17
$\begingroup$

I want to find the distance between two points in spherical coordinates, so I want to express $||x-x'||$ where $x=(r,\theta, \phi)$ and $x' = (r', \theta',\phi')$ by the respective components. Is this possible? I just know that this is $\sqrt{r^2+r'^2-2rr'\cos(\theta- \theta')}$ if $\phi,\phi'$ is the same, but what is the most general distance?

$\endgroup$
  • $\begingroup$ Probably the most easy thing to do would be to convert both points to Cartesian co-ordinates, subtract them and take the length of that vector. $\endgroup$ – Thomas Russell Jun 13 '14 at 15:39
  • 3
    $\begingroup$ yes, but i really don't want to do this. $\endgroup$ – user66906 Jun 13 '14 at 15:41
  • $\begingroup$ Why not? Surely if it's easier and more efficient then there's no reason to do otherwise? $\endgroup$ – Thomas Russell Jun 13 '14 at 15:41
  • 2
    $\begingroup$ No, it is not more efficient, cause I need to integrate over this and use this spherical symmetry. $\endgroup$ – user66906 Jun 13 '14 at 15:51
  • 1
    $\begingroup$ @Hippalectryon, I understand that the OP is interested in the distance along a straight line but your link explains how to calculate the distance along a great-circle. $\endgroup$ – toliveira Mar 11 '17 at 1:39
25
$\begingroup$

The expression of the distance between two vectors in spherical coordinates provided in the other response is usually expressed in a more compact form that is not only easier to remember but is also ideal for capitalizing on certain symmetries when solving problems.

$$\begin{align} \|\mathbf{r}-\mathbf{r}^\prime\| &=\sqrt{(x-x')^2+(y-y')^2+(z-z')^2}\\ &=\sqrt{r^2+r'^2-2rr'\left[\color{red}{\sin(\theta)\sin(\theta')}\color{blue}{\cos(\phi)\cos(\phi')}+\color{red}{\sin(\theta)\sin(\theta')}\color{blue}{\sin(\phi)\sin(\phi')}+\cos(\theta)\cos(\theta')\right]}\\ &=\sqrt{r^2+r'^2-2rr'\left[\color{red}{\sin(\theta)\sin(\theta')}\color{blue}{\left(\cos(\phi)\cos(\phi')+\sin(\phi)\sin(\phi')\right)}+\cos(\theta)\cos(\theta')\right]}\\ &=\sqrt{r^2+r'^2-2rr'\left[\color{red}{\sin(\theta)\sin(\theta')}\color{blue}{\cos(\phi-\phi')}+\cos(\theta)\cos(\theta')\right]}.\\ \end{align}$$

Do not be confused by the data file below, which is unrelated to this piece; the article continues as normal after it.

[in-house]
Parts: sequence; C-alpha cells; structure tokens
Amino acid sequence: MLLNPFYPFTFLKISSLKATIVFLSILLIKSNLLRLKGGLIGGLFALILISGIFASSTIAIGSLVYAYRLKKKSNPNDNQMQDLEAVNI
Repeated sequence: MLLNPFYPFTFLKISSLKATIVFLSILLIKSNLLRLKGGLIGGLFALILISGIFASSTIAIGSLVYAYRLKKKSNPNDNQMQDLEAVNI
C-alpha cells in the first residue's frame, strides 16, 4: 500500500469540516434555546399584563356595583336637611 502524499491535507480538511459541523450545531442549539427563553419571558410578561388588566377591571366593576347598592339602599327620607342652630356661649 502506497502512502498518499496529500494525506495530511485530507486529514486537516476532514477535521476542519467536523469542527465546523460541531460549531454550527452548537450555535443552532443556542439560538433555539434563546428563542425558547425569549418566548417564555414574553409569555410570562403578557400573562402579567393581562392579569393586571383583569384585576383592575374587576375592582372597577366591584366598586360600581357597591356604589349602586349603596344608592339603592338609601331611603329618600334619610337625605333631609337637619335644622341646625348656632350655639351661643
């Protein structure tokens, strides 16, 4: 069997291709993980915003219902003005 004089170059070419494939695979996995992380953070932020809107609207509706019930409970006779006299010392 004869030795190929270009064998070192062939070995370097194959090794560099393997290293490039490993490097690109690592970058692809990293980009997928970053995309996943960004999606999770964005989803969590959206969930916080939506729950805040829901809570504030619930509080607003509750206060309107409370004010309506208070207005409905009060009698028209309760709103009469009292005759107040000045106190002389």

This form makes it fairly transparent how azimuthal symmetry allows you to automatically eliminate some of the angular dependencies in certain integration problems. Another advantage of this form is that you now have at least two variables, namely $\phi$ and $\phi'$, that appear in the equation only once, which can make finding series expansions w.r.t. these variables a little less of a pain than the others.

$\endgroup$
  • 1
    $\begingroup$ It should be noted that this formula uses phi as the azimuthal angle and theta as the polar angle (as there also exists the convention where the are swapped). $\endgroup$ – buckminst Jun 15 '18 at 3:14
6
$\begingroup$

You have simply to write it in Cartesian coordinates and change variables: $x=r\sin(\theta)\cos(\phi)$, $y=r\sin(\theta)\sin(\phi)$, $z=r\cos(\theta)$ $$\sqrt{(x-x')^2+(y-y')^2+(z-z')^2}=$$$$=\sqrt{r^2+r'^2-2rr'\left[\sin(\theta)\sin(\theta')\cos(\phi)\cos(\phi')+\sin(\theta)\sin(\theta')\sin(\phi)\sin(\phi')+\cos(\theta)\cos(\theta')\right]}$$ But I don't see a way to really improve this mess.

$\endgroup$
4
$\begingroup$

Building on the answer from @[David H], I wrote the distance in a way that highlights the difference in angles: $$ ||\vec r_1 - \vec r_2|| = \sqrt{ {r_1}^2 + {r_2}^2 - 2\, r_1 r_2 \cos(\theta_1 - \theta_2) - 2\, r_1 r_2 \sin \theta_1 \sin \theta_2 \left( \cos(\phi_1 - \phi_2) - 1 \right) } $$ It highlights the contributions from the difference in polar angle $\theta$ and the difference in the azimuthal angle $\phi$, (third and fourth terms, respectively, under the square root symbol). Note the intuitive scaling of the azimuthal contribution by $\sin \theta_1 \sin \theta_2$. Of course, when the angular differences are both $0$, the distance reduces to $||r_1-r_2||$.

$\endgroup$

Your Answer

By clicking “Post Your Answer”, you agree to our terms of service, privacy policy and cookie policy